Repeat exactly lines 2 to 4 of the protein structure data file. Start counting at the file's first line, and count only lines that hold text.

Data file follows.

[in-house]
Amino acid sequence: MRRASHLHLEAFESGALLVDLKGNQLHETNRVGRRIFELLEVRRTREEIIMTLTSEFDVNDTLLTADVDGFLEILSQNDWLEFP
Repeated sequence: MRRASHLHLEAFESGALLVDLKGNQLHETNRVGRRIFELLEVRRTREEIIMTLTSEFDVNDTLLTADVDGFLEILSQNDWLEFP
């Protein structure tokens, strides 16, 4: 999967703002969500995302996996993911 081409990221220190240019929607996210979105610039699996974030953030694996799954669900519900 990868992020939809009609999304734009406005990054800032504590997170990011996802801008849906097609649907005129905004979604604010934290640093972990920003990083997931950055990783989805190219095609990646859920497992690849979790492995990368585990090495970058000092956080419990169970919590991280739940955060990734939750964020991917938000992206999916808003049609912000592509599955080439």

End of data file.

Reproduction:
Amino acid sequence: MRRASHLHLEAFESGALLVDLKGNQLHETNRVGRRIFELLEVRRTREEIIMTLTSEFDVNDTLLTADVDGFLEILSQNDWLEFP
Repeated sequence: MRRASHLHLEAFESGALLVDLKGNQLHETNRVGRRIFELLEVRRTREEIIMTLTSEFDVNDTLLTADVDGFLEILSQNDWLEFP
């Protein structure tokens, strides 16, 4: 999967703002969500995302996996993911 081409990221220190240019929607996210979105610039699996974030953030694996799954669900519900 990868992020939809009609999304734009406005990054800032504590997170990011996802801008849906097609649907005129905004979604604010934290640093972990920003990083997931950055990783989805190219095609990646859920497992690849979790492995990368585990090495970058000092956080419990169970919590991280739940955060990734939750964020991917938000992206999916808003049609912000592509599955080439």